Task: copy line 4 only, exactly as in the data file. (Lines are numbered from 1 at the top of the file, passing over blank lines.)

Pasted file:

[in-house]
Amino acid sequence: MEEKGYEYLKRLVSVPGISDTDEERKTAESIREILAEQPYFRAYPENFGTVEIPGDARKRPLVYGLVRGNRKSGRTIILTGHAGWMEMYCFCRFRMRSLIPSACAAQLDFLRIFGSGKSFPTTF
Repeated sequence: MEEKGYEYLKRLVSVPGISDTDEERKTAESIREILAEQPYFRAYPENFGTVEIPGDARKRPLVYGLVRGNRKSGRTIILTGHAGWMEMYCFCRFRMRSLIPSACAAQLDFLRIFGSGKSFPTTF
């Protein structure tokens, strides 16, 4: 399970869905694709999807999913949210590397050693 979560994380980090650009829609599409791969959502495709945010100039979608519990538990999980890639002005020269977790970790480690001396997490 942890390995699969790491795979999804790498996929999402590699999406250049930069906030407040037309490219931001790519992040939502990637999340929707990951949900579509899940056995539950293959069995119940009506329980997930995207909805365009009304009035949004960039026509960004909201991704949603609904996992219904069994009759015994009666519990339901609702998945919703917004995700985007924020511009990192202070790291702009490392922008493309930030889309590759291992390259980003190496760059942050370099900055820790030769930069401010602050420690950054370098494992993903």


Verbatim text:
């Protein structure tokens, strides 16, 4: 399970869905694709999807999913949210590397050693 979560994380980090650009829609599409791969959502495709945010100039979608519990538990999980890639002005020269977790970790480690001396997490 942890390995699969790491795979999804790498996929999402590699999406250049930069906030407040037309490219931001790519992040939502990637999340929707990951949900579509899940056995539950293959069995119940009506329980997930995207909805365009009304009035949004960039026509960004909201991704949603609904996992219904069994009759015994009666519990339901609702998945919703917004995700985007924020511009990192202070790291702009490392922008493309930030889309590759291992390259980003190496760059942050370099900055820790030769930069401010602050420690950054370098494992993903």